CONTENTS Intro What Makes a Good Women's WL Bar [...]
CONTENTS Intro What Makes a Good WL Bar The [...]
You've landed on the best guide on how to start [...]
Why Do You Need a Lifting Platform? Reason #1: Protect [...]
The garage gym we featured in March took up an [...]
Traditionally, knurling on a pull up bar was a good [...]
The steel inserts / hubs (I'm going to juts call [...]
These flat utility benches are meant for use either with dumbbells or with a separate rack/cage. The advantage of such a bench over a weight bench with an attached rack is the ability to move the bench out to do dumbbell work or to get the bench out of the way to do squats and other exercises with the rack.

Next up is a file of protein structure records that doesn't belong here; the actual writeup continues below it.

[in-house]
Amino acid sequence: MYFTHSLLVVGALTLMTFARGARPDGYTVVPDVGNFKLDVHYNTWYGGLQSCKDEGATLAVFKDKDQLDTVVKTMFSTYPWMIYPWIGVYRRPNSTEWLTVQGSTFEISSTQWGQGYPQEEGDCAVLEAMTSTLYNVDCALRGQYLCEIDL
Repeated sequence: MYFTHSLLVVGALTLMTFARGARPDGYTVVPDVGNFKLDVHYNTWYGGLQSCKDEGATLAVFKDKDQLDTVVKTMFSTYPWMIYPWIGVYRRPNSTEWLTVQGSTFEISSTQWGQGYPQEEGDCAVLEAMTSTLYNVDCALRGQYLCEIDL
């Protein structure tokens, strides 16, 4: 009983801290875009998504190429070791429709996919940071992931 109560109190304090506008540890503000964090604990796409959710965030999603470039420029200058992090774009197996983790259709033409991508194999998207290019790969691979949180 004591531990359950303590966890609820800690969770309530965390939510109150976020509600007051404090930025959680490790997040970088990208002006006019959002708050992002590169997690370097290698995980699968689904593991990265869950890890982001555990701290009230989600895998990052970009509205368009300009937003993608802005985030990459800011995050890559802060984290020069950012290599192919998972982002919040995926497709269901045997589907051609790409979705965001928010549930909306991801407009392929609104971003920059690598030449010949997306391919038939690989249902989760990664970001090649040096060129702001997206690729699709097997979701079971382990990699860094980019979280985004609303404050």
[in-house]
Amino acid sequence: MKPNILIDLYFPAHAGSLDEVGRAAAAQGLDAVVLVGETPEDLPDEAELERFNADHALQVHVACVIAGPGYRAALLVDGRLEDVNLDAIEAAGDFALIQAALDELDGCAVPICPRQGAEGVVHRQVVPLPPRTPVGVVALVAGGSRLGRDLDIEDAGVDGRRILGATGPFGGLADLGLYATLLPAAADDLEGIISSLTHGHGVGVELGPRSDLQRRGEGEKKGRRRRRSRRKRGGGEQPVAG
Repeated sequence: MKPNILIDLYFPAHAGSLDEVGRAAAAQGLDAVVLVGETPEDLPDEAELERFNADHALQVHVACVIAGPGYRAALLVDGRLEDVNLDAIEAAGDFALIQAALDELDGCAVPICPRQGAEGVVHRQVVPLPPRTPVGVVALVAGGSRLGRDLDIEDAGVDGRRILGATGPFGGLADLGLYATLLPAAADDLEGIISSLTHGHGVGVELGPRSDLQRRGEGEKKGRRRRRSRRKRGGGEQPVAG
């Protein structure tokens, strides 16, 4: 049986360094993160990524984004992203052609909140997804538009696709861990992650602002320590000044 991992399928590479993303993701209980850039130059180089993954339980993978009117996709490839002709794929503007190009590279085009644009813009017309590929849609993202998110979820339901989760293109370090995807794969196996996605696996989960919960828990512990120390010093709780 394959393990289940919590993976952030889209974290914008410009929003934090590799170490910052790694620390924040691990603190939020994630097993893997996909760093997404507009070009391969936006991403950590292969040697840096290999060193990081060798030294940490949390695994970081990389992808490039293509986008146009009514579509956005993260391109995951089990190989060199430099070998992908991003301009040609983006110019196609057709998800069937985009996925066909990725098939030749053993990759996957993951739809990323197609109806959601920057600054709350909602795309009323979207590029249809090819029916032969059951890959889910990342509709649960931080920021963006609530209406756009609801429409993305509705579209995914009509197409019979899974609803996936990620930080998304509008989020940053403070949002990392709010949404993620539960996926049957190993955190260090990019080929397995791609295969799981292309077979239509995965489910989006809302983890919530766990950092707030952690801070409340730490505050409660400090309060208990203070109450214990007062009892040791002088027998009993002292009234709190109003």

You get a hold of a great power rack, but [...]
You're convinced you need a good 7ft bar and not a cheapo bar like one included in a basic 300 lb olympic weight set, but you balk at seeing people send a week's salary on one. You want it as a tool for weight lifting that will last a long time, but you don't want to regret blowing the extra $200 unnecessarily.
If that's you, read on.
You can spend $700 on a new bar if you really want to. And you might discover why it's so good once you start using it. The reality is it only makes sense for competitive athletes who want to be lifting on the same bar they have at the meet.
For bars strictly under $200, I've narrowed it down to this short list.